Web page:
Gaining Respect for Visible Differences
Tony Gonzalez is a burn survivor who recently attended Face Equality International’s Forum to discuss scarring inequality. Below he reflects on his burn journey, experience at the forum, and how we can create a world where everyone is treated equality.
Photo from Face Equality International - Pictured above are Amy Acton and Tony Gonzalez at the 2019 FEI Forum.
In 1997, I was involved in a propane gas explosion while vacationing in Minocqua, Wisconsin. I was burned on over 95% of my body and had a 0% chance to live. As difficult as the physical healing was, the phycological and emotional transfer from the safety of the hospital cocoon back home to my new normal and reintegration into society was the largest hurdle of my journey.
Face Equality Forum
Recently, I attended the Face Equality Forum hosted by Face Equality International in London with Amy Acton. I was honored and excited to be part of the Face Equality movement. The forum brought together many leading organizations from around the world to discuss face equality and find strategies to eliminate disfigurement discrimination. As a whole, we looked at the issues and challenges of (in)equality. As I listened to the vast information and strategies to change the stereotypes and stigmas attached to those with differences, I couldn’t help but be excited to bring the movement deeper within Phoenix Society.
(Interestingly, while purchasing tickets when visiting a museum on the trip, I was offered a discount for “persons who are disabled.” While I do not consider myself disabled, but “challenged.” Whether I was offered this because of my facial difference, or my missing fingers didn’t seem to matter.)
Respect for Visible Differences
Though it has been called different names, it has been an intricate part of the Phoenix Society’s mission as part of the many services offered to the burn survivor throughout the entire recovery process.
Most of my experiences with scarring inequality have and continue to be with staring. In the beginning, it was because of the more obvious physical needs of wearing a Uvex plastic mask on my face or a walker which I used when learning to walk again. It took a long time to realize MOST people are just curious. But, one crucial thing that I have learned is that you can’t control people’s reactions. However, you can control your response and control leads to social confidence. One tool, that is part of Barbara Kammerer Quayle’s STEPS program, which I help teach, is to Rehearse Your Responses (RYR).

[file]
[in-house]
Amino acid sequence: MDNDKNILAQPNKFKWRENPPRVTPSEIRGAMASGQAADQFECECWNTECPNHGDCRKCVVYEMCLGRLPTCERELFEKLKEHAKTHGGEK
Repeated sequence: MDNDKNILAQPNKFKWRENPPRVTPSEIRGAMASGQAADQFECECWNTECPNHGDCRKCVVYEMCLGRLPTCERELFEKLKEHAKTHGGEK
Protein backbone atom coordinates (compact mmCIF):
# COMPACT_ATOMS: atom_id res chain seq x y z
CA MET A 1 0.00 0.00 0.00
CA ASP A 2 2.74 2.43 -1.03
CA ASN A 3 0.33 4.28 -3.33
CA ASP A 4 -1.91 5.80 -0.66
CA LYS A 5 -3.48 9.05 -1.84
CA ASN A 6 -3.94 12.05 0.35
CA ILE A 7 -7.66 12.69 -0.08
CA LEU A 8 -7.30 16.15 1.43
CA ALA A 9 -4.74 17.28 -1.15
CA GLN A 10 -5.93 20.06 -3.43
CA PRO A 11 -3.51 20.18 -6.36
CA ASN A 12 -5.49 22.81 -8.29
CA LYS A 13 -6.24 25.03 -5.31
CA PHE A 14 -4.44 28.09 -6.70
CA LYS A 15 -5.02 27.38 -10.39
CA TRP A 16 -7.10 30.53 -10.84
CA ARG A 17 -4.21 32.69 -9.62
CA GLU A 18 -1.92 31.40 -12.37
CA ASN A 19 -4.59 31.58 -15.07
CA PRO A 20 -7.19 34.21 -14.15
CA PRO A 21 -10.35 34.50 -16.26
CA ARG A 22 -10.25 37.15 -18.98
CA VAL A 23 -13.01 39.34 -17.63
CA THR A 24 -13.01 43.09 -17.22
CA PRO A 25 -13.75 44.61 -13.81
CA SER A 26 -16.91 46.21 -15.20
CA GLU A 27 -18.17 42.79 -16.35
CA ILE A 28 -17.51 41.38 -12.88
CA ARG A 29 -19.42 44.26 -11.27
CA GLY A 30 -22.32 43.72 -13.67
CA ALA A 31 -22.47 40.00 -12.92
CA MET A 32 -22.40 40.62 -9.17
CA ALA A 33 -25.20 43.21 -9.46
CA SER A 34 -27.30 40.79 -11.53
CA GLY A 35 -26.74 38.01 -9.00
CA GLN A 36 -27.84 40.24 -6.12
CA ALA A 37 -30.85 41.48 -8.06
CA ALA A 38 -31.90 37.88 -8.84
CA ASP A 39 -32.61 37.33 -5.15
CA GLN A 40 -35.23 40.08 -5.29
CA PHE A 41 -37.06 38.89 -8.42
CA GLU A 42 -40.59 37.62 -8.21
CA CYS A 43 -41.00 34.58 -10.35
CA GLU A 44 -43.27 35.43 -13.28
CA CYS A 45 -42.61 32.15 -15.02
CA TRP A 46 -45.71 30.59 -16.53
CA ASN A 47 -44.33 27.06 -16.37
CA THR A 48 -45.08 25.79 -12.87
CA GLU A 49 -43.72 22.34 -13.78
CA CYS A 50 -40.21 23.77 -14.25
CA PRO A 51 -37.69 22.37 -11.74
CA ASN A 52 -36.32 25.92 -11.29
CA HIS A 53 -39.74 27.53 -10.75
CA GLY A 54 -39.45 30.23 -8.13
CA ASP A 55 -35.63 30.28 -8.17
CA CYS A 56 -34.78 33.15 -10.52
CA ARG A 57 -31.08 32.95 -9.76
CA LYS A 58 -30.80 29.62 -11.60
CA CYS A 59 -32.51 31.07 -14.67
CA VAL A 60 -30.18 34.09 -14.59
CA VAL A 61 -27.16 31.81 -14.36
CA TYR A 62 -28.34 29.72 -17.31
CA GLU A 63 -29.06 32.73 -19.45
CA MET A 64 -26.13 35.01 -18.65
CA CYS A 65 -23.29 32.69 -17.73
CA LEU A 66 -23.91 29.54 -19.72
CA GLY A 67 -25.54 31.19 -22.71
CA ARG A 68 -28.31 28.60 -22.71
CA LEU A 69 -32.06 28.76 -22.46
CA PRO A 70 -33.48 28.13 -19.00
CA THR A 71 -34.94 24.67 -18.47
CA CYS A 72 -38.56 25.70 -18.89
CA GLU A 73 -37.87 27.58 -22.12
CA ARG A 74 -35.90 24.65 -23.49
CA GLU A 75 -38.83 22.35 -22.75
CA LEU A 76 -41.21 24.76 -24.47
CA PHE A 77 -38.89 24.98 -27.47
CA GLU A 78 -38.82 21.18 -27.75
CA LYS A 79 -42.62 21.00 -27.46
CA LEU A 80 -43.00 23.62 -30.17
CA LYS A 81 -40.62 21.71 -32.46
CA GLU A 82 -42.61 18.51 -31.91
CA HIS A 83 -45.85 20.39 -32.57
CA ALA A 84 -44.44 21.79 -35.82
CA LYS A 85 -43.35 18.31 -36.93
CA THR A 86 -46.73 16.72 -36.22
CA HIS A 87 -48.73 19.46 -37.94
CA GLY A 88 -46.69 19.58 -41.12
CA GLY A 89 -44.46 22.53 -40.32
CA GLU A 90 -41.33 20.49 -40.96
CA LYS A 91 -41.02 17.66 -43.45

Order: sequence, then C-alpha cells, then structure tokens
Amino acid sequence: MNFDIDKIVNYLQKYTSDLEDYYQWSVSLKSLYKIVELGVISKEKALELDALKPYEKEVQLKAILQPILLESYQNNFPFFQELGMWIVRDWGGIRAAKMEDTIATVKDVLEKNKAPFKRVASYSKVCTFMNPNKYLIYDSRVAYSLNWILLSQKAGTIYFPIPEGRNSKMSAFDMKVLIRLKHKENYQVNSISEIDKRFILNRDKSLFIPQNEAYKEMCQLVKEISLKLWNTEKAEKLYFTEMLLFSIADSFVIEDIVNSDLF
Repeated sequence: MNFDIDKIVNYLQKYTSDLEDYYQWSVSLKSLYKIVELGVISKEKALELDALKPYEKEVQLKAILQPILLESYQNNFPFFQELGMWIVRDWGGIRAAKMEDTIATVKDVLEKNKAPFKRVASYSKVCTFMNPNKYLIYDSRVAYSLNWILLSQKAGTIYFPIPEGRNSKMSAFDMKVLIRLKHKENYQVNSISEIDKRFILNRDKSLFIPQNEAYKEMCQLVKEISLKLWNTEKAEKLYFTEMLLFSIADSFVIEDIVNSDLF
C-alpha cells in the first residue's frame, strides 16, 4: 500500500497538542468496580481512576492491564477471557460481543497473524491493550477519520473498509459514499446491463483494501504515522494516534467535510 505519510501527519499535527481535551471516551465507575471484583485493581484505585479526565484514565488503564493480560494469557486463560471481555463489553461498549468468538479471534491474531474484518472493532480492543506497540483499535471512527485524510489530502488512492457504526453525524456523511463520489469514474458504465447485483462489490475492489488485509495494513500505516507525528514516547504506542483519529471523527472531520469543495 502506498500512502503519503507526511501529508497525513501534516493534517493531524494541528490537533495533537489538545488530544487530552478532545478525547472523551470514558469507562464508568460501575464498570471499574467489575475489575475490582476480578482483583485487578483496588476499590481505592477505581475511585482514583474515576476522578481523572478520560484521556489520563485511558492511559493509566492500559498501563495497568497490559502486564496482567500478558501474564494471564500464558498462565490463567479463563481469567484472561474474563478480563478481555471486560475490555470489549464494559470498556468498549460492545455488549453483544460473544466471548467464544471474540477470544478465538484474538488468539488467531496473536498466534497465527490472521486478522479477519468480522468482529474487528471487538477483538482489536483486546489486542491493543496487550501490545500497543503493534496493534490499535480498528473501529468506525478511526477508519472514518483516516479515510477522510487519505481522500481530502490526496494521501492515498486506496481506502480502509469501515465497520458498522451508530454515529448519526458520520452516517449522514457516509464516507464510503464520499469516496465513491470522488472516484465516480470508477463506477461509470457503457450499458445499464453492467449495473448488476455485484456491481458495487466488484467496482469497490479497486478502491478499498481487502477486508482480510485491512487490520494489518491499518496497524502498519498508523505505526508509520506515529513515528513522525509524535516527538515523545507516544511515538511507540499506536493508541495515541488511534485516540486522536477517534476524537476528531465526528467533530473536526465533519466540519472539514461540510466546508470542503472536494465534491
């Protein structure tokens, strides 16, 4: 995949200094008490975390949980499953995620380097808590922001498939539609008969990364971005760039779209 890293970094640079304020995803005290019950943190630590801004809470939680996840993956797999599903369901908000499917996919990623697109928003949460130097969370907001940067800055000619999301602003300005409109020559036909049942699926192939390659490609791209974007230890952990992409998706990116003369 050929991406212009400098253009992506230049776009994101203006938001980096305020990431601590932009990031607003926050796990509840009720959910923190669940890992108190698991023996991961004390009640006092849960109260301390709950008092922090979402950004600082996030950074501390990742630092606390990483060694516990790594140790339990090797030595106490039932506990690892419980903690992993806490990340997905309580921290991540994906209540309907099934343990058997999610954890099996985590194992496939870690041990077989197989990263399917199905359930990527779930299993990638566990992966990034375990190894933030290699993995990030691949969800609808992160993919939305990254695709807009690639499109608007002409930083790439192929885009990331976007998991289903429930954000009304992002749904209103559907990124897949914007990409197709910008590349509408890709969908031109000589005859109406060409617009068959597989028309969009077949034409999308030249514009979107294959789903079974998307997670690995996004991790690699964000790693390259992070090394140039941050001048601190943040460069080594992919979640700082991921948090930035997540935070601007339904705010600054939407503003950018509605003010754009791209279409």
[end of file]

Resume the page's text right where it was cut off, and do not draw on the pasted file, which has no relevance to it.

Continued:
STEPS is a simple and effective tool for anyone affected by a burn injury. STEPS stands for Self-Talk, Tone of Voice, Eye Contact, Posture, and Smile. By using STEPS, you can project confidence and send the message to others that we are self-assured. RYR is another helpful tool to use when people ask questions. This tool can increase your social comfort and confidence when you’re asked unexpected questions.
Writing down and memorizing or carry with you, responses to answer to questions when you are caught off guard or surprised in social settings, or just not feeling particularly well that day. Preparing for questions or statement like “What happened to you?” or “What’s wrong with your skin?” have been extremely beneficial in my journey. A simple response may be “I was burned in a house fire, and that’s all I care to discuss today. Thank you for asking.” Then smile and walk away. You’ve politely answered the question and ended the conversation.
Gaining respect and acceptance that our physical differences do not define us and having social confidence is a challenge the burn community continues to face. For many, it can take a lifetime, but its importance cannot be overlooked as a positive reinforcement to carry us into successful, productive lives. For me, it was an opportunity to be educated on what is happening globally and to see how others view and handle discrimination. For many survivors, it is not just a facial difference that makes us “unique” and tells our personal story - it also makes our challenges unique, which, I believe promotes diversity and awareness when we think of opportunities for growth and success.
Tony is a Phoenix SOAR volunteer, a regular Phoenix World Burn Congress attendee, and inspiring advocate. He has presented at a variety of conferences, is a Phoenix SOAR coordinator and was one of the co-chairs for the Never Alone Campaign. Tony also has a second degree in Architecture and Design and runs a golf tournament to help send others to Phoenix WBC.